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News, Aug. 10: Weinstein Might Leave Disney, Douglas Son OD'd, Lawsuit Brewing Over "The Village," More…

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Aug 10, 2004 | 9:27am EDT

Weinstein might ditch Disney

Walt Disney Co. and its Miramax Films unit, which is run by Harvey and Bob Weinstein, are expected to meet this week to discuss letting Harvey Weinstein start a production company, while his brother would remain at Disney to make movies, Reuters reports. In a recent New York Times article, Reuters reports the newspaper cites several unidentified people involved in the talks, who say the agreement being negotiated would give Bob Weinstein a four-year contract with Disney, including a small staff and a $300 million to $350 million annual budget to make four to six movies under his Dimension Films banner. Harvey Weinstein would then become an independent producer, who would secure financing for movies to be distributed by Bob Weinstein, the Times article continued. Disney might also license the Miramax name back to Harvey Weinstein, but only for movie projects. Sources told the Times that the two sides still have big issues to work out, but the progress shows that both sides recognize the importance of maintaining a successful relationship and would like to reach an agreement before Disney's fiscal year starts on Oct. 1.

Overdose cited as cause of Douglas death

The death of Eric Douglas, the youngest son of Oscar-winning actor Kirk Douglas and brother to Oscar-winning actor Michael Douglas, was caused by an accidental overdose of alcohol and prescription tranquilizers and pain killers, authorities told AP. Douglas, 46, was found dead inside a Manhattan apartment building July 6. Eric Douglas had a history of substance abuse and had spent time in jail and rehab clinics.

Lawsuit brewing over Shyamalan's Village

Publishing giant Simon & Schuster Inc. is reviewing its legal options against The Walt Disney Co. and writer-director M. Night Shyamalan over similarities between a children's book they published and the film The Village, a spokeswoman for the publisher told AP Monday. Apparently, the film's plot and surprise ending parallel Margaret Peterson Haddix's first book, Running Out of Time, published in 1995, in which adults living in a bucolic 19th century town keep the same secret from their children, and a plucky tomboy journeys through dangerous woods to get medicine. Haddix said she optioned the book twice--once to Viacom Inc.-owned Nickelodeon, which allowed the option to expire in May 2003 without making a film. She saw The Village last week but declined to discuss her opinion of the film. "Let's just say that I saw the same similarities that other people have pointed out," she told AP. "It's certainly an interesting situation," Haddix said. "I'm just examining what my options are." In a statement, Disney and Shyamalan's Blinding Edge Pictures said they "believe these claims to be meritless," AP reports.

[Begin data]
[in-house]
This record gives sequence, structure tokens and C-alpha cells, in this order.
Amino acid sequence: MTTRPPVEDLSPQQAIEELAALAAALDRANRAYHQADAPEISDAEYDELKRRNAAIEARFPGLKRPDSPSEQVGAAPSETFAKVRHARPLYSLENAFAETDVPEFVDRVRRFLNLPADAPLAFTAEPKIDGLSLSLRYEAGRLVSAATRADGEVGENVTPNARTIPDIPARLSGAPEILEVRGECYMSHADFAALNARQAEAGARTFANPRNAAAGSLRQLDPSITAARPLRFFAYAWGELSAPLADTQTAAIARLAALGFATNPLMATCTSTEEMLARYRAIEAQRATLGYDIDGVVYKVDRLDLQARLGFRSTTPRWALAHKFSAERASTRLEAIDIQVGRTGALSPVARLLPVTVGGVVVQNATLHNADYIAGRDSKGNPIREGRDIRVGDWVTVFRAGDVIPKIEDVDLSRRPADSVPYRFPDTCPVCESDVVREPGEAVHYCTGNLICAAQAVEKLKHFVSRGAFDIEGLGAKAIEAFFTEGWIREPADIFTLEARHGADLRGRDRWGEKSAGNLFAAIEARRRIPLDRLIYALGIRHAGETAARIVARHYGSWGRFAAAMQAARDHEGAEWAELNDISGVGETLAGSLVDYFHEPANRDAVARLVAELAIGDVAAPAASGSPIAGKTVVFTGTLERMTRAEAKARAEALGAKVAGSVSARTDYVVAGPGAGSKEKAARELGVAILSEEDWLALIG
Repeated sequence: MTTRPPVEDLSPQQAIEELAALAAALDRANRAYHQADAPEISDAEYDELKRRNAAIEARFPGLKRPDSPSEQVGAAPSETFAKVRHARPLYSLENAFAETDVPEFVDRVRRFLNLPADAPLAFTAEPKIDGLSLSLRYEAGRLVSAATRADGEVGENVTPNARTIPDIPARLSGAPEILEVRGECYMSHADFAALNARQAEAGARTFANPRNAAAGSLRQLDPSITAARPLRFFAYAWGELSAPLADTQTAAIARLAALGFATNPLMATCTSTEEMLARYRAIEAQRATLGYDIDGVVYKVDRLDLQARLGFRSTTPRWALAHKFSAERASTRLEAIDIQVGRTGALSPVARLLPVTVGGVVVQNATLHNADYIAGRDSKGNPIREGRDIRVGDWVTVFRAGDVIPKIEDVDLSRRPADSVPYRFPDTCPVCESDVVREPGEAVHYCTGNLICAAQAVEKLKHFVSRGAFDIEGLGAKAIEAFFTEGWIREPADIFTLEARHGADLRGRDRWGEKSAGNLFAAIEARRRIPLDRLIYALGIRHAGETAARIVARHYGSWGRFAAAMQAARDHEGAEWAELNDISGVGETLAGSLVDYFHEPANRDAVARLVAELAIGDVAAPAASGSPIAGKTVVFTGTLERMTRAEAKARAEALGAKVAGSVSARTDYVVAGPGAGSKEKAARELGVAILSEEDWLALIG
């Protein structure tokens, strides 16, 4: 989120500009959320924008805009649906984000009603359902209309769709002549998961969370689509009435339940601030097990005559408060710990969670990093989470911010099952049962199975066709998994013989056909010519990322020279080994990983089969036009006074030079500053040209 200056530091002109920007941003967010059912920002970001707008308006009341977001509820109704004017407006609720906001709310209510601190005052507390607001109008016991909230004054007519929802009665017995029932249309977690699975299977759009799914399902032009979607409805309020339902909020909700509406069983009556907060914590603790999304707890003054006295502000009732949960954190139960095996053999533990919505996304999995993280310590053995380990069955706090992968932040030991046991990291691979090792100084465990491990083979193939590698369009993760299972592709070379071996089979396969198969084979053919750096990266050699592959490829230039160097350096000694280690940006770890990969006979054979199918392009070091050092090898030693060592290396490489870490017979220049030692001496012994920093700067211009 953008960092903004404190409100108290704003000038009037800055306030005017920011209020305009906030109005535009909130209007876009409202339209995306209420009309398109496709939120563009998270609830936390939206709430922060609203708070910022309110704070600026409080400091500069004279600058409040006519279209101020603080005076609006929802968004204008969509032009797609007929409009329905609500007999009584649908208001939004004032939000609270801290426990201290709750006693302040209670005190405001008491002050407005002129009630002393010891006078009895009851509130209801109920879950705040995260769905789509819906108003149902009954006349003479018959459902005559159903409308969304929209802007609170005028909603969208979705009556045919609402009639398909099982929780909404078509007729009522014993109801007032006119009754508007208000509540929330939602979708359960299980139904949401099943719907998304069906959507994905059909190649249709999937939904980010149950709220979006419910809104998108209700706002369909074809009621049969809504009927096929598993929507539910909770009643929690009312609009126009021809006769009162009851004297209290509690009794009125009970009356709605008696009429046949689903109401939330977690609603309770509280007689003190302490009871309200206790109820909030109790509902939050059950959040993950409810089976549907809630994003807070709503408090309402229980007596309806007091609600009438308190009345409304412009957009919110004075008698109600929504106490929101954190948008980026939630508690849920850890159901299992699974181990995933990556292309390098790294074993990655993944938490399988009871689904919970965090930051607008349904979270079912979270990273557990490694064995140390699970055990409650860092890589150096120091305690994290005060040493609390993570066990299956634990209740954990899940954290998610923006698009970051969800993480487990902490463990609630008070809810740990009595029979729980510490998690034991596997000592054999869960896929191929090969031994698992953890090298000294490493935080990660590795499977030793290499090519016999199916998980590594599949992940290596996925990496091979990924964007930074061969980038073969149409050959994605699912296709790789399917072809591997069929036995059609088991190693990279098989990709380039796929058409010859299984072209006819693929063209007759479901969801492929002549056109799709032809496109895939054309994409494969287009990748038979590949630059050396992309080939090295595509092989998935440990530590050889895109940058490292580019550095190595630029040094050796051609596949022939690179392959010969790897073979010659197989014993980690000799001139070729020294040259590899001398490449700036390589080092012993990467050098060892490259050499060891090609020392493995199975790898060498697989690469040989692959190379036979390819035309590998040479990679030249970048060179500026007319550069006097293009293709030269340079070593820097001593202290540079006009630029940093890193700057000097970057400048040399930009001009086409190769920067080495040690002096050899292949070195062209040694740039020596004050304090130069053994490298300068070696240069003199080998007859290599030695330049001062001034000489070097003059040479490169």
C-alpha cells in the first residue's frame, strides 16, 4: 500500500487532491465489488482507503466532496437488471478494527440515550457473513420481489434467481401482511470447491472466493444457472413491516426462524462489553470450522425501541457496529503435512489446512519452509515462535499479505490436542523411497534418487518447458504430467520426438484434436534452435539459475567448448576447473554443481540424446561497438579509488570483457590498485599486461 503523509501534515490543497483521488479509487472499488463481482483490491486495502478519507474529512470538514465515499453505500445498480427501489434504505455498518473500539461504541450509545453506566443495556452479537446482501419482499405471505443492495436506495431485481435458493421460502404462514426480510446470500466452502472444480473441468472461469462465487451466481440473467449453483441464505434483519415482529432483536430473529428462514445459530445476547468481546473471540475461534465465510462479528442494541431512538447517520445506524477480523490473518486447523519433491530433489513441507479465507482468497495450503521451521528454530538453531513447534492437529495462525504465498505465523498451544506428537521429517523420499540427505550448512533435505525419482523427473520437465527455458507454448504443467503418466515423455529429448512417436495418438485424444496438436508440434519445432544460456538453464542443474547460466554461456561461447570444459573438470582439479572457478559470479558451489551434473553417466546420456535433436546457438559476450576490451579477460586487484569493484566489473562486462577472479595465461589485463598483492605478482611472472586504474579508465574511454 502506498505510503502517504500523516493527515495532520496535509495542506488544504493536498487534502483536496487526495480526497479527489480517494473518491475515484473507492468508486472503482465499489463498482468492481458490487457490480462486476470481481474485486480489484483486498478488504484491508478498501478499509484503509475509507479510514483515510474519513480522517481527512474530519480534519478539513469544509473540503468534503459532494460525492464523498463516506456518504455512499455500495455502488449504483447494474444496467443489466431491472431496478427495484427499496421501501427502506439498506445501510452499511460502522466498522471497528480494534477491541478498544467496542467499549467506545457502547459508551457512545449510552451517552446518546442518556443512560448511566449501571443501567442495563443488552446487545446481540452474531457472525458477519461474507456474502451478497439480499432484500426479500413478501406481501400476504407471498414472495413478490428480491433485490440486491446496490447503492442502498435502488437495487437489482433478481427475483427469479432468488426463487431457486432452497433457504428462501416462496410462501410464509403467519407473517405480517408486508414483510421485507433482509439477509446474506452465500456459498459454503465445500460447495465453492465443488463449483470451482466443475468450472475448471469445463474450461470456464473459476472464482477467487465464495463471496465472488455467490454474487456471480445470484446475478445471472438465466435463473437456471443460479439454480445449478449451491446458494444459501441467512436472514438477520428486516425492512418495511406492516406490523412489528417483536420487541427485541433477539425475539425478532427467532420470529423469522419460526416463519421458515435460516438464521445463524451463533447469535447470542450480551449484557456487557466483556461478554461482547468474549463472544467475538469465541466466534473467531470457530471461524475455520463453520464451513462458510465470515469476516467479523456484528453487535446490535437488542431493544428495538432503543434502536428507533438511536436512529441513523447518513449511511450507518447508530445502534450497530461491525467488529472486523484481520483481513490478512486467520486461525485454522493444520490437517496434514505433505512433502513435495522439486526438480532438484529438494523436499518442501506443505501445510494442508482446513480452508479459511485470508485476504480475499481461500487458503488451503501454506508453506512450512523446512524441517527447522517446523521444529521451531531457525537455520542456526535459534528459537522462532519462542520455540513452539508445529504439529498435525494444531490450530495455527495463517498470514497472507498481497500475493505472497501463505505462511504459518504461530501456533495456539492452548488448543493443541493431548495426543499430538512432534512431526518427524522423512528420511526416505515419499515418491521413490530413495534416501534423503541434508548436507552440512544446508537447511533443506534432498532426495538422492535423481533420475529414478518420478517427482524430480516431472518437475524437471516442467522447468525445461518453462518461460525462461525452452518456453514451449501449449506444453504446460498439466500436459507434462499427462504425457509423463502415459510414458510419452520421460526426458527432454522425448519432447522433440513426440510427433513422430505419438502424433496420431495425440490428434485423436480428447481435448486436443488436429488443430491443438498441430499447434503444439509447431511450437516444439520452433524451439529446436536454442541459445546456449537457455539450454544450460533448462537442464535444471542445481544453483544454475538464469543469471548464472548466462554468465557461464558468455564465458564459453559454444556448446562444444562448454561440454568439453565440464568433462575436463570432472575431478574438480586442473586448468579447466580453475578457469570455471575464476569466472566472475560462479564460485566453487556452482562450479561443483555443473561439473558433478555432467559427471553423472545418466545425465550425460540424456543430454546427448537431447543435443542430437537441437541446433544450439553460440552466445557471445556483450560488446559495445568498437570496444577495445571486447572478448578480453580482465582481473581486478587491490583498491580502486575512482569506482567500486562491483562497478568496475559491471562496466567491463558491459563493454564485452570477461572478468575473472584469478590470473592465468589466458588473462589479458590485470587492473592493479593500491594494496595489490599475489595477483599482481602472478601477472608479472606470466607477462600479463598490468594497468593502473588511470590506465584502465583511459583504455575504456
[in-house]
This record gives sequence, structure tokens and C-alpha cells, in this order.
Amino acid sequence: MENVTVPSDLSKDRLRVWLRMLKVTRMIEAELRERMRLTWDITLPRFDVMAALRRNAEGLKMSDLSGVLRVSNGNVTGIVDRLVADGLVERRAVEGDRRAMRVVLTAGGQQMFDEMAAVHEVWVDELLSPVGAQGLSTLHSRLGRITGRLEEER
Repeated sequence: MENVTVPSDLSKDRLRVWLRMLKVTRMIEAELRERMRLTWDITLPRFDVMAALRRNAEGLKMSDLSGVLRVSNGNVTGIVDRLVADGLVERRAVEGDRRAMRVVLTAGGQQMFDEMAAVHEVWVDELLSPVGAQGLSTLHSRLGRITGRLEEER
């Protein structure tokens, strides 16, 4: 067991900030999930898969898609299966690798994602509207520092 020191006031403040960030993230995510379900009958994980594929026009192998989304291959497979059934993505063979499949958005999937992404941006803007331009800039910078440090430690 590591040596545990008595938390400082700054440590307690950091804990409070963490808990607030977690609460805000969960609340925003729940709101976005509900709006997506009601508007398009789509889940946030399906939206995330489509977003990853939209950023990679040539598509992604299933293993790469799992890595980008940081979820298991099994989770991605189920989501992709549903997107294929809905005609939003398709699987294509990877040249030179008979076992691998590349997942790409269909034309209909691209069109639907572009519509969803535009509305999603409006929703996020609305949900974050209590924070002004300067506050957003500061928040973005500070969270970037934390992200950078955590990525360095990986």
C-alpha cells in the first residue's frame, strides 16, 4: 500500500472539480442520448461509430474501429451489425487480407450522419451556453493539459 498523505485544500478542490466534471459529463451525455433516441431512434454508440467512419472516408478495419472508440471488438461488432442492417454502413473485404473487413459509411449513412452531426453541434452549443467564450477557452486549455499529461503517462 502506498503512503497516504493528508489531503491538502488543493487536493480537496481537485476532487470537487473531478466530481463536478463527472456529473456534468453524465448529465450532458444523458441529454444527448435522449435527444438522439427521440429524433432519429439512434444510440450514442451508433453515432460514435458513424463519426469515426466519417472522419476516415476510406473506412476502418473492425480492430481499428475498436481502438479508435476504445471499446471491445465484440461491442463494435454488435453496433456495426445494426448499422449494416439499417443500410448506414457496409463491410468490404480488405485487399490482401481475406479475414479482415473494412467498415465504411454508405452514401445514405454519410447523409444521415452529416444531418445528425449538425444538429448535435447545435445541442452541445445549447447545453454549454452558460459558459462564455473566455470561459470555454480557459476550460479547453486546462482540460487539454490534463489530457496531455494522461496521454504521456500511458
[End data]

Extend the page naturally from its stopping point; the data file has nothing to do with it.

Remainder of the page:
Rick James' funeral to take place in Los Angeles

Funeral services have been announced for Rick James, who was found dead Friday of unknown causes. A public viewing will be held Wednesday at Forest Lawn Memorial Park in Hollywood Hills, Calif., and a memorial service will be held there Thursday. "Rick wanted everyone who loved him to be with him at the end and to celebrate his life," Sujata Murthy, his record label Universal's spokeswoman, told The Associated Press.

Recent death, health problems plague musicians

Tony Mottola, 86, a guitarist who played with Frank Sinatra and on NBC's The Tonight Show over the course of a 50-year career, died Monday of complications from double pneumonia and stroke. Meanwhile, William Lee Golden of The Oak Ridge Boys is recovering from a mild heart attack, the group's publicist told AP. Golden, 65, was traveling with the country group Saturday near Wausau, Wis., when he fell ill and checked into an area hospital, publicist Sandy Brokaw said Monday. The singer is expected to make a full recovery in four to six weeks, Brokaw told AP. Same goes for former Eagles bassist Randy Meisner, 58, who co-wrote and sang the rock group's classic "Take It to the Limit." He was hospitalized Friday for chest pains, his manager said but is now "resting comfortably" and "not experiencing any pain." Then there's soul veteran Ronald Isley, the lead singer with the Isley Brothers, who suffered a minor stroke but hopes to resume performing as soon as possible, a spokeswoman for his record label told AP. Isley, 63, felt unwell while walking along a street in London last Friday, checked into a local hospital for a few days, and has since returned to his home in St. Louis, Mo., said the spokeswoman.

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